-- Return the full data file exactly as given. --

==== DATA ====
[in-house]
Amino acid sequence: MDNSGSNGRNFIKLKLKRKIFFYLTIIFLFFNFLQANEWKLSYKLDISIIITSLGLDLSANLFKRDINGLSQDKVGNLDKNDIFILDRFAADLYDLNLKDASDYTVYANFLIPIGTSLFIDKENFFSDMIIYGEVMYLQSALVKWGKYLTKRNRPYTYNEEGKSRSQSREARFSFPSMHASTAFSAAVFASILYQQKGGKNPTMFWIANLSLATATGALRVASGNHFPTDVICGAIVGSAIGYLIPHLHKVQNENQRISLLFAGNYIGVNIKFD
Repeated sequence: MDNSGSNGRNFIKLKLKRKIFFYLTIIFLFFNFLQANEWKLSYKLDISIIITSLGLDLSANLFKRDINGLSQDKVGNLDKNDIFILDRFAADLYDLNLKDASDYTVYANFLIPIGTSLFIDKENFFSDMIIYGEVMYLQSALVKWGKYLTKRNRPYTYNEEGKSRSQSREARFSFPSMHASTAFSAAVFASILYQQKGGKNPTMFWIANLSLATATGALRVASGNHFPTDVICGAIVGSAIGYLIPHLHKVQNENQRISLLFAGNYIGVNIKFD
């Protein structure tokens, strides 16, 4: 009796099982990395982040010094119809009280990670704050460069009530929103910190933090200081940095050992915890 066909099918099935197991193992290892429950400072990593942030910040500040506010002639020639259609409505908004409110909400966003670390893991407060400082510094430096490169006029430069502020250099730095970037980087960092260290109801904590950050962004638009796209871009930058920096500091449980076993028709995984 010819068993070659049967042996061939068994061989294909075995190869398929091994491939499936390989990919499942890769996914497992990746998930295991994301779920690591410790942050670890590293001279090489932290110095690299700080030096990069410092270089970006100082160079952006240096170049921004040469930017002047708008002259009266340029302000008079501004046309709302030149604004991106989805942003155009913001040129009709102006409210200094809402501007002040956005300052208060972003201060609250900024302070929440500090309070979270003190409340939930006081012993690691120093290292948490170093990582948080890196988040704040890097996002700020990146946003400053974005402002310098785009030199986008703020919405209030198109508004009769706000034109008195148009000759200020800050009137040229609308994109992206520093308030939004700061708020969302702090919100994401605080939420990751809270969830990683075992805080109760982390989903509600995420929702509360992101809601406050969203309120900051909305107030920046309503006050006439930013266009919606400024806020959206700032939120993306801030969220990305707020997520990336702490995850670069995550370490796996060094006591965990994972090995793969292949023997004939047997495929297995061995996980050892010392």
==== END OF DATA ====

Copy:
[in-house]
Amino acid sequence: MDNSGSNGRNFIKLKLKRKIFFYLTIIFLFFNFLQANEWKLSYKLDISIIITSLGLDLSANLFKRDINGLSQDKVGNLDKNDIFILDRFAADLYDLNLKDASDYTVYANFLIPIGTSLFIDKENFFSDMIIYGEVMYLQSALVKWGKYLTKRNRPYTYNEEGKSRSQSREARFSFPSMHASTAFSAAVFASILYQQKGGKNPTMFWIANLSLATATGALRVASGNHFPTDVICGAIVGSAIGYLIPHLHKVQNENQRISLLFAGNYIGVNIKFD
Repeated sequence: MDNSGSNGRNFIKLKLKRKIFFYLTIIFLFFNFLQANEWKLSYKLDISIIITSLGLDLSANLFKRDINGLSQDKVGNLDKNDIFILDRFAADLYDLNLKDASDYTVYANFLIPIGTSLFIDKENFFSDMIIYGEVMYLQSALVKWGKYLTKRNRPYTYNEEGKSRSQSREARFSFPSMHASTAFSAAVFASILYQQKGGKNPTMFWIANLSLATATGALRVASGNHFPTDVICGAIVGSAIGYLIPHLHKVQNENQRISLLFAGNYIGVNIKFD
């Protein structure tokens, strides 16, 4: 009796099982990395982040010094119809009280990670704050460069009530929103910190933090200081940095050992915890 066909099918099935197991193992290892429950400072990593942030910040500040506010002639020639259609409505908004409110909400966003670390893991407060400082510094430096490169006029430069502020250099730095970037980087960092260290109801904590950050962004638009796209871009930058920096500091449980076993028709995984 010819068993070659049967042996061939068994061989294909075995190869398929091994491939499936390989990919499942890769996914497992990746998930295991994301779920690591410790942050670890590293001279090489932290110095690299700080030096990069410092270089970006100082160079952006240096170049921004040469930017002047708008002259009266340029302000008079501004046309709302030149604004991106989805942003155009913001040129009709102006409210200094809402501007002040956005300052208060972003201060609250900024302070929440500090309070979270003190409340939930006081012993690691120093290292948490170093990582948080890196988040704040890097996002700020990146946003400053974005402002310098785009030199986008703020919405209030198109508004009769706000034109008195148009000759200020800050009137040229609308994109992206520093308030939004700061708020969302702090919100994401605080939420990751809270969830990683075992805080109760982390989903509600995420929702509360992101809601406050969203309120900051909305107030920046309503006050006439930013266009919606400024806020959206700032939120993306801030969220990305707020997520990336702490995850670069995550370490796996060094006591965990994972090995793969292949023997004939047997495929297995061995996980050892010392």